The Seven Deadly Sins at the TSO. Photo credit: Jag Gundu.What a treat to hear Wallis Giunta sing Anna I and to watch Jennifer Nichols dance Anna II, to experience them playing two exquisite halves of a whole. Their plight was the centrepiece of last night’s concert at the TSO, in a semi-staged version of Brecht/Weill’s The Seven Deadly Sins that documents the seven-year, seven-city trek that two ‘sisters’ undertake to make enough money to build the “little house in Louisiana” that is everything their family wants.

The Seven Deadly Sins was originally envisioned as a “ballet chantée” – a “sung ballet” with a full ballet company as well as singers and a leading dancer, telling the story of two sisters (or are they?) encountering the seven deadly sins in seven American cities as they strive to raise money for their family. Last night’s semi-staged version, directed by Joel Ivany and choreographed by his frequent collaborator Jennifer Nichols, did a very clever job of having the four male singers take on the roles usually performed by dancers as well as their own characters of the “family” (father, mother and two brothers). As Nichols had earlier told me (and as she explains in the program notes), her approach to the choreography was “to find a way to express that the family of Anna does not simply sit outside of her in judgment but are an extension of her own self-examination, her hopes and fears.” This, added to the usual interchangeability of Anna I and II in spite of the divided sides of her personality, led to a very interesting new take on the piece. The four male singers (Isaiah Bell, Owen McCausland, Stephen Hegedus and Geoffrey Sirett) proved admirable actors and performers of the choreography and staging – Geoffrey Sirett standing out in a moving pas de deux with Nichols in the “Lust” chapter.

Giunta and Nichols also blended seamlessly – Giunta moving like a dancer as well as acting powerfully, and Nichols also acting wonderfully while dancing and speaking. Looking almost identical but subtly differentiating themselves more and more throughout the piece, practical Anna I (Giunta) became more and more hardened to the “practical necessities” of the world while the ”she is an artist” Anna II (Nichols) grew more vulnerable and beaten up from fighting impossible fights. The pair’s repeated refrain (ironic for the audience) of “Nicht wahr, Anna?” (Right, Anna?) and “Ja, Anna” (Yes, Anna) still echoes in my memory, with poor Anna II more and more discouraged even while continuing to agree with her stronger and more soulless half.

The original production in Paris in 1933 was apparently received with some puzzlement, and while The Seven Deadly Sins is considered a modern classic and true to the political values seen in other Brecht/Weill collaborations, watching it tonight I was not surprised that it would have been received that way. The irony in the libretto is sometimes too subtle, sometimes too over the top,  and the sins themselves not easy to depict onstage – perhaps why this work is much more often seen in concert form rather than being fully staged. In this case, though, the semi-staged, choreographed production last night was much more satisfying than a straightforward concert singing of the material would have been.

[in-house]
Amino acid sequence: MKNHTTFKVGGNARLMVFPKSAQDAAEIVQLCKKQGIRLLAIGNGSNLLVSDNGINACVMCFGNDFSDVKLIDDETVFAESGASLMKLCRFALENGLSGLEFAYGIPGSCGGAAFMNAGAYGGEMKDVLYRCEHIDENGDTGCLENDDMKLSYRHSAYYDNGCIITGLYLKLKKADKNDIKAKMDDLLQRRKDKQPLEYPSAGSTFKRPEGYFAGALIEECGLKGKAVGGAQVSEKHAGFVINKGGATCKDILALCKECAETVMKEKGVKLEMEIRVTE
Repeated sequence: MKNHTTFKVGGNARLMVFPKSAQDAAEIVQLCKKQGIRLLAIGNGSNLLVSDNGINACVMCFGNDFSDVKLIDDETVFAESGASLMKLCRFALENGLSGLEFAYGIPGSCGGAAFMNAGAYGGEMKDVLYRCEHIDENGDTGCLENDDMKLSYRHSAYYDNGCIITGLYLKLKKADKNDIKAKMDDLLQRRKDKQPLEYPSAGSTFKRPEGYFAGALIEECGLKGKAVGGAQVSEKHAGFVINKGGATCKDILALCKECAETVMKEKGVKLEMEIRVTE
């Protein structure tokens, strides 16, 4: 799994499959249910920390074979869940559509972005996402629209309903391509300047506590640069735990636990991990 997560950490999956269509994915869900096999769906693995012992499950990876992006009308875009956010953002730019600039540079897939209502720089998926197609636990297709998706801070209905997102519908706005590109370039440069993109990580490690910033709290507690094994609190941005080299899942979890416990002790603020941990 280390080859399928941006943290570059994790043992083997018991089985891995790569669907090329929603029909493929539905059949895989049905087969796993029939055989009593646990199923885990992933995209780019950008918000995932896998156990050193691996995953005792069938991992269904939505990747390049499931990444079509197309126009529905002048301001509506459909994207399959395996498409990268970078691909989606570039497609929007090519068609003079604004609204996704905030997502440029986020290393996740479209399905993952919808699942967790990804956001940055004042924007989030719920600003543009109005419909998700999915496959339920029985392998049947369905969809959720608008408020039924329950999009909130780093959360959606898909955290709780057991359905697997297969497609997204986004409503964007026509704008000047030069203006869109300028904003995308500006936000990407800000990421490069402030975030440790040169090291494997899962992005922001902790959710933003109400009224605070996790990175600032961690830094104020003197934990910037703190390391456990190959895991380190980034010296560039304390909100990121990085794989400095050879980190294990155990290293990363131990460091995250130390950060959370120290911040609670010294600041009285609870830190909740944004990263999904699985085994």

It was also fascinating to see in this third collaboration of director and choreographer such a seamlessly smooth blending of approach and staging. Perhaps it was my high expectation of these friends and their abilities that made me want even more from the performance – perhaps a more pointed political context given the state of the world today, or another way to give the production more of a contemporary urgency, but that may be just me. Already their work together is reaching new heights and depths, and with the new video element to bookend each chapter of the story (enigmatic, Bergman-esque black-and-white video images created by Jennifer Nichols with Christopher Monetti), they are already exploring new territory. I look forward to seeing their next collaboration, as well as which other semi-staged productions the TSO will make part of future seasons.

Brecht/Weill’s The Seven Deadly Sins was presented by the Toronto Symphony Orchestra at Roy Thomson Hall on Wednesday, June 14, alongside works by Balfour, Barber and Bartók. A second performance takes place on Thursday, June 15.

Toronto-based “lifelong theatre person” Jennifer (Jenny) Parr works as a director, fight director, stage manager and coach, and is equally crazy about movies and musicals.

John Cage in 1981, “Music is an act of aspiration,” claimed historical novelist Rose Tremain (Music and Silence, The Gustav Sonata) in her Writers & Company (June 4, 2017) CBC radio interview. And aspiration was also at the top of American iconoclast composer John Cage’s list of research topics when he set to work on his CBC commission for a work, in Cage’s words, to “observe the bicentennial of the United States of America.”

The composer tells us in his pre-recorded, self-narrated Preface to Lecture on the Weather (1975), played back before each performance, that the  “first thing I thought of doing in relation to this work was to find an anthology of American aspirational thought and subject it to chance operations.” His motive was transformational: “I thought the resultant complex would help to change our present intellectual climate.” Unfortunately, no such anthology existed, he tells us.

This compellingly rich yet provocative Cage work received a rare and thought-provoking concert performance on May 28, by the Music in the Barns Chamber Ensemble at the Great Hall in Toronto.